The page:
Character Charts - a Writer's Aid
The Devil is in the Details
Purposes of Character Charts:
- helps create whole characters
- find data easily
- prevents errors
I have a ring-binder file kept solely for character charts. Each character has their own plastic envelope held securely within the binder. If I want to check up on details of a character's favourite music or their sister's name, for example, all I have to do is reach to the shelf next to my computer and there it all is.
While I don't always use character charts for short stories - unless a character features in more than one story - I have found them incredibly practical and useful for my novels. Looking-up a particular piece of information on a tidy chart is so much easier than thumbing through chapter after chapter, hunting down the tiny details you need to keep your information accurate.
Filling in Character Charts
While filling-in character charts might seem time-consuming initially, that investment of effort will pay back dividends. Not only will it save you time in the long-term, but the process will help you to think carefully about your fictional character - who they are, how their life is, what their motives are, what is important to them.
Working through the chart will help flesh-out your fictional character, making them more believable to readers. If you know your fictional character thoroughly, they will appear more alive, more three dimensional, in print.
Bring Characters to Life
You may well find that you get fresh ideas for subplots, too, as you visualise the character more completely. I've found this to be the case on a number of occasions.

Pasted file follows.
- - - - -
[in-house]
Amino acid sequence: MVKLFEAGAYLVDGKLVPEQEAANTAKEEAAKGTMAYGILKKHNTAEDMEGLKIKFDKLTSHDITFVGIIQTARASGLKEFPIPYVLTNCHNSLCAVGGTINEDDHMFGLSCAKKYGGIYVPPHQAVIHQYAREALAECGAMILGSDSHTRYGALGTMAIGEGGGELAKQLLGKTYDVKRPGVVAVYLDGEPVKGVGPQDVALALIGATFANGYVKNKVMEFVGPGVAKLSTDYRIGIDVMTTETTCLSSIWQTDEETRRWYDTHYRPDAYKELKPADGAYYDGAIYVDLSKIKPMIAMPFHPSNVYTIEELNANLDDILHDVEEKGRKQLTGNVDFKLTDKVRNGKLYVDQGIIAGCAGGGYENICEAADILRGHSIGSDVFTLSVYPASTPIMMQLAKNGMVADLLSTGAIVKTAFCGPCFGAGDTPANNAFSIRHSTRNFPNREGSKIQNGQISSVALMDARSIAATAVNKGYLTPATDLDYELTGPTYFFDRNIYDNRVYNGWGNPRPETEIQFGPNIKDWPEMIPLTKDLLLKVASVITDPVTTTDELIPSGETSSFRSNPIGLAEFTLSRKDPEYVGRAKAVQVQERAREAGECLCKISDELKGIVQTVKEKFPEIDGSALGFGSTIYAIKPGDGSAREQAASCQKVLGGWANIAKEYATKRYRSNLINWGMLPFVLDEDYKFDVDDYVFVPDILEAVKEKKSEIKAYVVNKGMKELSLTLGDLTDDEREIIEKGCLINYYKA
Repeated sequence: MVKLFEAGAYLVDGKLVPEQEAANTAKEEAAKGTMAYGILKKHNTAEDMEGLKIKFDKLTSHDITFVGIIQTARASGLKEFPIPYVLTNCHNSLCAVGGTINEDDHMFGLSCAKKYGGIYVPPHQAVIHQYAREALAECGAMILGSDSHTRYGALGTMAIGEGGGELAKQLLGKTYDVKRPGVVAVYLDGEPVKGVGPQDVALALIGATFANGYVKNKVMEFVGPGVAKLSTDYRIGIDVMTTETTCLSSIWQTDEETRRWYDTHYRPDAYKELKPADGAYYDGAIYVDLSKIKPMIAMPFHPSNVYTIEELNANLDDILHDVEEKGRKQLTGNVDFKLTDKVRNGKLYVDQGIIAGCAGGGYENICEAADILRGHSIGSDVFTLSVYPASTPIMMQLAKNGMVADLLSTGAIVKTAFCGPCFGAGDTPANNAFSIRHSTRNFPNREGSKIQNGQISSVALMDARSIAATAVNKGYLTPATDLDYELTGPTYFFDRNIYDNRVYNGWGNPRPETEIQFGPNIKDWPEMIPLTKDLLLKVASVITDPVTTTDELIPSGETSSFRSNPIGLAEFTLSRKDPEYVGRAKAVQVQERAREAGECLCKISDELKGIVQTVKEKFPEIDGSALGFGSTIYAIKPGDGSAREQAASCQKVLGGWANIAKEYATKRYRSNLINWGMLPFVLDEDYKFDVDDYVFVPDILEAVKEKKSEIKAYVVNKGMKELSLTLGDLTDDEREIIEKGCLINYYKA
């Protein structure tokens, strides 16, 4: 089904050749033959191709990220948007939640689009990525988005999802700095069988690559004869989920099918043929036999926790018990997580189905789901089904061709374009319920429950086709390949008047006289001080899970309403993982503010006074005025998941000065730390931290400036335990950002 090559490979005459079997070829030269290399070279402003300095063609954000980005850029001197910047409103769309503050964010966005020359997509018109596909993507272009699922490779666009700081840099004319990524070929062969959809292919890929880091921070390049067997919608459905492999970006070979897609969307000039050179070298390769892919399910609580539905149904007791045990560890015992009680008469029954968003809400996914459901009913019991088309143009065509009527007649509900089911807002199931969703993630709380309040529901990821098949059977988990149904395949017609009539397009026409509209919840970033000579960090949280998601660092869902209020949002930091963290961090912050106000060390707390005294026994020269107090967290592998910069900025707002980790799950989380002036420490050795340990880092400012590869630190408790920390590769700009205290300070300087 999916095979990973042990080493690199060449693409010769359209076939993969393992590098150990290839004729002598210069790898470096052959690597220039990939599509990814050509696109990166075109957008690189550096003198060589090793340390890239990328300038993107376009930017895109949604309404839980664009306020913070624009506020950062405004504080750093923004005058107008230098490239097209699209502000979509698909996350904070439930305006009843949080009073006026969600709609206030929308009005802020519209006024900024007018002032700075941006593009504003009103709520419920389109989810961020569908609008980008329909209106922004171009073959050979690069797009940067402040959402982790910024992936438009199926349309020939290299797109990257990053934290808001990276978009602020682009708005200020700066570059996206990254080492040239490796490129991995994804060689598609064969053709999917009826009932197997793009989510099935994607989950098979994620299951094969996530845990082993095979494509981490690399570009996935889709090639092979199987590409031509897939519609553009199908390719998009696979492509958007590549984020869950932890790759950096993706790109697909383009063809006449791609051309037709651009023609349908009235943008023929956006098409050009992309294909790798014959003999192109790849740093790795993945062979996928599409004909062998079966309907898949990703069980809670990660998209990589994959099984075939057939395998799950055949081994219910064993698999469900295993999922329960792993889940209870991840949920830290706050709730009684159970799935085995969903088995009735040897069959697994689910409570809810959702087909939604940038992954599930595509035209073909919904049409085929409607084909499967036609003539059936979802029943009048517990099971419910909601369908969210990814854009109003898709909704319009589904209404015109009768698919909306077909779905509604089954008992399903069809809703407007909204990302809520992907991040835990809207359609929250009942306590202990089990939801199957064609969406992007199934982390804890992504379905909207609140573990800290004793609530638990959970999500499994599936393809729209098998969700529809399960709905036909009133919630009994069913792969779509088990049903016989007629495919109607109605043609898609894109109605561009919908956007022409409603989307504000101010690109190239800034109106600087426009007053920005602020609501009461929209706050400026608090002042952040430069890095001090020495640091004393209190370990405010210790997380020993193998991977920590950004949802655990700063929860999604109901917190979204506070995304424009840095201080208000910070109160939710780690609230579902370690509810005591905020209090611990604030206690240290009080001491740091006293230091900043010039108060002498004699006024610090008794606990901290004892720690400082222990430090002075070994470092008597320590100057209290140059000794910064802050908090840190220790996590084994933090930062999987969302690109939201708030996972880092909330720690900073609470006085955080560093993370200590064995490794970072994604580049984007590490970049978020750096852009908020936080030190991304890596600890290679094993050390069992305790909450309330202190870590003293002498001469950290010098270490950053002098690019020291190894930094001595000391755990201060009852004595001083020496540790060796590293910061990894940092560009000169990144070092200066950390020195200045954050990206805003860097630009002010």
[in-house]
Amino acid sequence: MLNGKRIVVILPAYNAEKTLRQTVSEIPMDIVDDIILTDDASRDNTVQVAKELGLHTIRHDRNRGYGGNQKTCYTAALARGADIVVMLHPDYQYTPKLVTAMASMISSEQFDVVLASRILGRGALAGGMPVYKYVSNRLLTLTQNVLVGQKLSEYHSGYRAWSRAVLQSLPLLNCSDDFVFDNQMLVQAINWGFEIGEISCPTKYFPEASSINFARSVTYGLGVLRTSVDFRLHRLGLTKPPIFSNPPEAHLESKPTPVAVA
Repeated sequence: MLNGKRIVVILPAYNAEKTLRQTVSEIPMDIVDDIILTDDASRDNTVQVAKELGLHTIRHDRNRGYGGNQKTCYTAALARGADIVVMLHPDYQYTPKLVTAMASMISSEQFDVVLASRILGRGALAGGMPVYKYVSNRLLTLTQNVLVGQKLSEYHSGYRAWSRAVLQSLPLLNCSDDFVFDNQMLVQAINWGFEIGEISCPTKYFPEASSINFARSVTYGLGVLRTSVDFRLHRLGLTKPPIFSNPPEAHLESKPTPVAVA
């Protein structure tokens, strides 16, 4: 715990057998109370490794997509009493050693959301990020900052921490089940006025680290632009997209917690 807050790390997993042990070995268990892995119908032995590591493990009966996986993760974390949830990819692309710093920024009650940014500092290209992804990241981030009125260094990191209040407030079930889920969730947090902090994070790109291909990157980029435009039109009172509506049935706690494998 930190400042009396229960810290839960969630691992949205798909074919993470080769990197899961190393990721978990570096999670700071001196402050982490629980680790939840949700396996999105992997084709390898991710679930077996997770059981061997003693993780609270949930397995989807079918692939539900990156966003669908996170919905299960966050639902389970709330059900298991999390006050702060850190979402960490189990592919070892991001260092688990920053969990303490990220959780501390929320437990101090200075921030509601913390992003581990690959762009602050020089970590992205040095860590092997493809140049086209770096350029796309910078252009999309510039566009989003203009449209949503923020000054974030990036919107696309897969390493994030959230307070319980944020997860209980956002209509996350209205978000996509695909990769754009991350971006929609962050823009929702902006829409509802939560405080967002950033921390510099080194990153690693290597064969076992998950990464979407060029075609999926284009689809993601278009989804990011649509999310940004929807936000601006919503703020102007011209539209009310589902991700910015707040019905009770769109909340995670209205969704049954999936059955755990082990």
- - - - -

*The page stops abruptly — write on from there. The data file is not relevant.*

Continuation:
You may not necessarily use all the details. For example, there is no need to pen an item-by-item description of everything in a room, or to mention your fictional character's best friend in infant school - unless it is absolutely relevant. Just give the general impression of a place or time, and mention one or two specific items or events if they are actually vital to the plot. Even then, it's best to keep it brief.
Likewise, you many never need to write much about a character's siblings, other than to mention them in passing, but it's handy to have their names and a brief memory-jog about how they interact with your main characters.
Visual Prompts for Writers
Visual prompts are very useful, I find. As well as my written charts, I have photos of the kind of car a character would own - largely because I know next to nothing about cars, and so through research I know what kind of car a person of their income bracket could probably afford, then work out whether they'd opt for something practical, sporty or flashy, then find a picture of something which fits the bill.
Character sketches are useful too. You don't need to be a great artist as these prompts are for your eyes only. Or you could use pictures of people who look like your character - or even take a picture of someone who catches your eye for whatever reason, and build a fictional personality around the photo.
The Devil is in the Details
You might wish to use similar visual references for your characters' houses, rooms, favourite locations, workplaces etc. If a method works for you, use it.